The concept is simple: reduce human-carnivore conflict with a livestock compost site.
“What we’re doing is bringing the livestock off of the range to a central location and really taking away the bait station of the ranch or community dead animal pit,” said Dr. Clayton Marlow, a professor at the Montana State University College of Agriculture.
John Crumley is the president of the Madison Valley Ranchlands Group and said the idea of an animal compost took some convincing.
“First thought, the compost thing was a little overdone,” said Crumley. “But we’ve had a couple instances when carcasses have attracted grizzly bears and then recreationals have been injured by hiking through that area.”
The compost site, which opened up late last fall, was a joint project of local stakeholders and county commissioners.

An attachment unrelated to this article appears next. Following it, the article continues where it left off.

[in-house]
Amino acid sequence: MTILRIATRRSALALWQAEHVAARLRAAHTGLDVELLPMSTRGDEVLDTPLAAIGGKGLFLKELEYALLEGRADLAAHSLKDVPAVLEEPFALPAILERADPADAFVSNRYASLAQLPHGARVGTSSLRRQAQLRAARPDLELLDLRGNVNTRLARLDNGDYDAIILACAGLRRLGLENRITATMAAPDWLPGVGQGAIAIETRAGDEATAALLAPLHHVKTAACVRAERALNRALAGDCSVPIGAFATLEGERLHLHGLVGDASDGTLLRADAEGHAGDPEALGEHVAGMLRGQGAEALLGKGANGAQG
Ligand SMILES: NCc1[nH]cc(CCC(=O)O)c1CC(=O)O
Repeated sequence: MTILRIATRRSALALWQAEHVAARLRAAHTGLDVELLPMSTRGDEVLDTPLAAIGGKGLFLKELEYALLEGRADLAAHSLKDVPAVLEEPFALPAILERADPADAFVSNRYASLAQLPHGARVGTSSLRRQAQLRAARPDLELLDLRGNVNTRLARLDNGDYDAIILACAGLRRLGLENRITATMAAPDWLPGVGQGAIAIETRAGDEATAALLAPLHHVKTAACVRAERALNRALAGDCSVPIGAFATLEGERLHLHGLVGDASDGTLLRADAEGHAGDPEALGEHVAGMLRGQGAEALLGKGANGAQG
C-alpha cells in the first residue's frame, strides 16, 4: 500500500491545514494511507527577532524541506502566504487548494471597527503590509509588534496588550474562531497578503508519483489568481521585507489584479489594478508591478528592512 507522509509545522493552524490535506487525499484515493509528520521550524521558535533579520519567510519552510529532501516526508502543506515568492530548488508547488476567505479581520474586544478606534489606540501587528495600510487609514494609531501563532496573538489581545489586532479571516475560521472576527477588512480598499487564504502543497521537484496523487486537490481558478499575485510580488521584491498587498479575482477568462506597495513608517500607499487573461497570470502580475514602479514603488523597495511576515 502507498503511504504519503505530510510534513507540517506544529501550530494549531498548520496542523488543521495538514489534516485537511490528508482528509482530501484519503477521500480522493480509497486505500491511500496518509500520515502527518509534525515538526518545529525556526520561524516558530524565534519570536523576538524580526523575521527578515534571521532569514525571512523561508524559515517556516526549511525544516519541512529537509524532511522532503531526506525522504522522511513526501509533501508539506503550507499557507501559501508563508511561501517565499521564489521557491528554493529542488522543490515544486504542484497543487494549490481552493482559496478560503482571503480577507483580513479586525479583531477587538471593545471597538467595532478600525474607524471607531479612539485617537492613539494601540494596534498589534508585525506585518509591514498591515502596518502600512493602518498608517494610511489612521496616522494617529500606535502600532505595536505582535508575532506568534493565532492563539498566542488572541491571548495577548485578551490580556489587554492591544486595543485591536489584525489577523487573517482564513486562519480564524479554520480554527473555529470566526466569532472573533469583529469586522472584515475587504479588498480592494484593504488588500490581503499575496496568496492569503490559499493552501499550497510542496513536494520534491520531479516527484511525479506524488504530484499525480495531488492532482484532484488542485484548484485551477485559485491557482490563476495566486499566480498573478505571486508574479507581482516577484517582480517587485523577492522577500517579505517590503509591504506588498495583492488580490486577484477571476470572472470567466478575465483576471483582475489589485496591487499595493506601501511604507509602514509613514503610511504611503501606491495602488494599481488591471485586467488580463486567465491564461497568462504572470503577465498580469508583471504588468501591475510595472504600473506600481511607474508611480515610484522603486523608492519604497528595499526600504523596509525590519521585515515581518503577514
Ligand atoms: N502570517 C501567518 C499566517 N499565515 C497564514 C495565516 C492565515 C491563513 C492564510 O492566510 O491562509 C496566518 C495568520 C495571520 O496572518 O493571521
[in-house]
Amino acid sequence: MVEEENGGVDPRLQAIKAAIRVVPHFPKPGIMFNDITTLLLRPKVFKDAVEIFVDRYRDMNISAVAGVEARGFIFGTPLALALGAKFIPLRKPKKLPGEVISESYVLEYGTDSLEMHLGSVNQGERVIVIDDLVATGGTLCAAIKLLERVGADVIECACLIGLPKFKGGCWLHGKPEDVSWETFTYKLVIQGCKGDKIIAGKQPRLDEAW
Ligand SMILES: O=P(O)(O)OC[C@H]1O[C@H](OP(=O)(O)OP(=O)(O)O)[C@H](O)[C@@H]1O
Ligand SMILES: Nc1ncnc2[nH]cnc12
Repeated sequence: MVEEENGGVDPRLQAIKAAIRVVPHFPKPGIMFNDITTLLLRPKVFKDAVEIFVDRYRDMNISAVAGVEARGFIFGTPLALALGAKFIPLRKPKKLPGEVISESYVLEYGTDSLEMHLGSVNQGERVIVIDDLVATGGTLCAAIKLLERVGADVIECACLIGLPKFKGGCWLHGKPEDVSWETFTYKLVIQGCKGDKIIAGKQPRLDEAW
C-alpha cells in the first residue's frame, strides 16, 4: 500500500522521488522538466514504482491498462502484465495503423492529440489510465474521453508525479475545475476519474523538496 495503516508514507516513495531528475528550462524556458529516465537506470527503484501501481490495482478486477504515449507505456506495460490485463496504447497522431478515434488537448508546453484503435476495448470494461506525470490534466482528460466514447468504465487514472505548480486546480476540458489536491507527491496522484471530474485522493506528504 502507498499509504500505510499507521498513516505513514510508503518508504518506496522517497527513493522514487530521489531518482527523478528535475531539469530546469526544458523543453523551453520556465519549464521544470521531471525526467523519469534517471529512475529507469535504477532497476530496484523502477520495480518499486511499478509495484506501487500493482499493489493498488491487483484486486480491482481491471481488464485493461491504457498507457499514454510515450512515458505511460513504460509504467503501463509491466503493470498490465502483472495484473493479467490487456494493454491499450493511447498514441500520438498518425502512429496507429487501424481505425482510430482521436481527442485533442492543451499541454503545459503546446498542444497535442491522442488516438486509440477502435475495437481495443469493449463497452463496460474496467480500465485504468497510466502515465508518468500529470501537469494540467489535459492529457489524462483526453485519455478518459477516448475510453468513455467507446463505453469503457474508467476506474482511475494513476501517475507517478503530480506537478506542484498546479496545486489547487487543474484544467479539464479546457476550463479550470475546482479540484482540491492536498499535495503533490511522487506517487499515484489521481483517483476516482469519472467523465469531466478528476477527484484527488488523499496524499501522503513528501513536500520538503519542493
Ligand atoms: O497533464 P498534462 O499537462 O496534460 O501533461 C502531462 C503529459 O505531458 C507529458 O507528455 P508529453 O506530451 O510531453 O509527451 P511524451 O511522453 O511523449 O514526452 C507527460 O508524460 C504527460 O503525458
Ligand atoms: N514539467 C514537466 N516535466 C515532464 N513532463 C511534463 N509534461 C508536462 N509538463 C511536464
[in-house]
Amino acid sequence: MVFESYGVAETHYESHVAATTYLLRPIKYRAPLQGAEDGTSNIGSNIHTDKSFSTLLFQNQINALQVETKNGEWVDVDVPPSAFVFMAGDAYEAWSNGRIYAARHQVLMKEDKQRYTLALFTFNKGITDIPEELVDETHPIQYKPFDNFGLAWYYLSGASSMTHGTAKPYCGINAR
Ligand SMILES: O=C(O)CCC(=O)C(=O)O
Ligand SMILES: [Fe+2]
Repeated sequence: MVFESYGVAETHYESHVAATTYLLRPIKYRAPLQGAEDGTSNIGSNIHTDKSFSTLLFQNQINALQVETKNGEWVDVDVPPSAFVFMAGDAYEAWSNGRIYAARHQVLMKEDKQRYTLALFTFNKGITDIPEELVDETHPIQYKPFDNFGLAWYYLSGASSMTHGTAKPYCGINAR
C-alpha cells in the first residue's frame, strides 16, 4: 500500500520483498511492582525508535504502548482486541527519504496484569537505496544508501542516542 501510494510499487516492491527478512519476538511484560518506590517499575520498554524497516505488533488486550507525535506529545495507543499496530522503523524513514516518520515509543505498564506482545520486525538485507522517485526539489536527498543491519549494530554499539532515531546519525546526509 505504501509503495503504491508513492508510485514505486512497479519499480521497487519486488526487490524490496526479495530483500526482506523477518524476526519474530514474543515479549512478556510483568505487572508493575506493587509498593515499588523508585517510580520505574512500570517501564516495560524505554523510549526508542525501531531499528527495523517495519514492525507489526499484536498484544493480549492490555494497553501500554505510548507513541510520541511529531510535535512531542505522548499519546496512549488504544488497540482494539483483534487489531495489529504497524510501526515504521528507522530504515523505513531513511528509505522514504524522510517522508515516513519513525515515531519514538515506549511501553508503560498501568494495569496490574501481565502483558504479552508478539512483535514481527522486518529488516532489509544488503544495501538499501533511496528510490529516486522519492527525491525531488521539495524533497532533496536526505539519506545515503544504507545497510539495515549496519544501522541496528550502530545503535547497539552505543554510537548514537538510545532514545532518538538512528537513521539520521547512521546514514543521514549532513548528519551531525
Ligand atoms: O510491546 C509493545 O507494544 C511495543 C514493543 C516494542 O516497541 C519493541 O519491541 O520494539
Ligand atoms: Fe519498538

When MTN News visited the site, there were 45 composted animals in the facility.
“There is a misconception about what a site will do. Will it attract more carnivores? Does it smell? How do you take care of it? All of those kinds of things,” said Madison County Commissioner Jim Hart.
“It’s relatively simple but it’s kind of an experimental situation,” he added.
An experiment landowner Matt Moen has eagerly taken on.
“I like doing cleanups and helping the environment,” said Moen.
“It’s the county and local producers coming together to work out a problem to actually conserve not only their own livestock but our wildlife in the area,” said Marlow.
The compost facility is located off Montana Highway 84 in Norris.
You can arrange animal composting by calling 406-539-1989 or 406-685-3338.
You can also learn more about the Madison Valley Ranchlands Group’s project by visiting their website: https://www.madisonvalleyranchlands.org/